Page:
Spike Lee is up to something.
The working title of his next film is “Chiraq,” and TheWrap reports Lee hopes to cast at least three prominent Chicagoans: Common, Jeremy Piven, and Kanye West. When I contacted Lee he declined to talk about the movie, but I do know this: the title is loaded.
Chicago rapper King Louie coined the term back in 2009. Pronounced “shy-rack,” it’s a riff off of how some people pronounce Iraq as “eye-rack.” The mispronunciation is purposeful and intended to link Chicago’s violence with the warfare in the Middle East.
Some are assuming the worst about Lee’s use of the word. The term “Chiraq” has come to describe and characterize certain neighborhoods, corners, socio-pathological behaviors, and everything else affiliated with the intersection of violence and poverty in Chicago.
Some are assuming the best. Lee is a socially conscious black man, so chances are great that this film will have a twist and make a point about society, or gun laws, or discriminatory housing policies. (Lee also has an ironic sense of humor, so I wouldn’t be surprised if the film was something totally unpredictable but no less political, like, say, a musical about the closing of Chicago’s Public Schools to make way for charters.)
In early 2014, Louie and I talked extensively about how he came up with the word. It had been a stroke of rap genius. At the time I was working on a Chiraq origins story for the Sun-Times. Louie, who also created the term “Drillinois,” another nod to Chicago’s drill music scene, said he had no idea the moniker would go on to become the title of movies, documentaries, and hit songs, such as the one released last year by Nicki Minaj and Chicago’s own Lil Herb.
Then came the anti-Chiraq movement, which emerged last year just as the Herb/Minaj song was released. The anti-Chiraq crew opposes both violence and the usage of Chiraq as a synonym for Chicago.
Local promoter Aaron “YdotGdot” Pierce is one of many who has worked to bury the word and to fix the conditions that lead to violence. To raise awareness, several store owners and local fashion designers made anti-Chiraq t-shirts. Hashtags were made. People rallied. And I agreed, in part.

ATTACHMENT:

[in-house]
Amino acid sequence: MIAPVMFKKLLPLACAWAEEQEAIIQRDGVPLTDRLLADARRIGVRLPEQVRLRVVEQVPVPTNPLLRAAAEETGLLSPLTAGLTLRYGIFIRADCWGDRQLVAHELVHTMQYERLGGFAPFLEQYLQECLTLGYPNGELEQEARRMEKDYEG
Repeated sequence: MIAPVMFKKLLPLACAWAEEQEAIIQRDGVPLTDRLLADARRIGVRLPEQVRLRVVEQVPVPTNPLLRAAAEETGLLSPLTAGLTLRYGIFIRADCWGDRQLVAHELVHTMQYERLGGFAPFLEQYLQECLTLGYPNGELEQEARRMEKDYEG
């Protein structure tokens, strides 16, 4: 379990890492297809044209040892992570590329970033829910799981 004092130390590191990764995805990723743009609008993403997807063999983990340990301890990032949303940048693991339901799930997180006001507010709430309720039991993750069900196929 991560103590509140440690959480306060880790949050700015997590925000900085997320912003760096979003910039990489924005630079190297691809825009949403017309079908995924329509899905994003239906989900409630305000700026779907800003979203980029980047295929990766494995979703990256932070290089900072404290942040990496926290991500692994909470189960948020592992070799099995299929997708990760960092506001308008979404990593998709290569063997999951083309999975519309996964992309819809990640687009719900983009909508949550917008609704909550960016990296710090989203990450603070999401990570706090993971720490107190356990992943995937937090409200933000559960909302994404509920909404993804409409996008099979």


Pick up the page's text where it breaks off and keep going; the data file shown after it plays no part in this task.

I absolutely believe in free speech, but I’m sensitive to the effects of language and how language—when used thoughtlessly or with a negative agenda in mind—can marginalize people or a neighborhood or a situation.
If you talk about the so-called Chiraq lifestyle, I think you should also talk about the city’s problems and potential solutions. I’m from the South Side. I went to Morgan Park High School. My church is on the West Side. My friends and family live in this so-called Chiraq too, and we all have to be careful how we self-describe. Do we want to be a self-fulfilling prophecy? Is Chicago really like a warzone? Does it make sense to link black communities with warfare? Is that even fair? Should we be about the business of changing the narrative and promoting a safe Chicago? (I just got back from North Carolina, where cousins said they were too afraid to come visit. They asked if Chicago was really as bad as people say.)
Violence includes more than shootings, but when people refer to Chiraq, they don’t mean rapes, robberies, or people who get hit by cars. They mean gun violence, gangs, and perhaps the drill music scene. Yet it needs to be said—again and again—that the Chi is not the murder capital of all time. Murders here have actually decreased over the years.
And Chicago in no way resembles a war-torn country. Meanwhile the word has become nationally known with the potential to impact tourism and create movie buzz. It’s just too bad it’s become more a mark of cool instead of a hallmark or a reminder of problems that need fixing.
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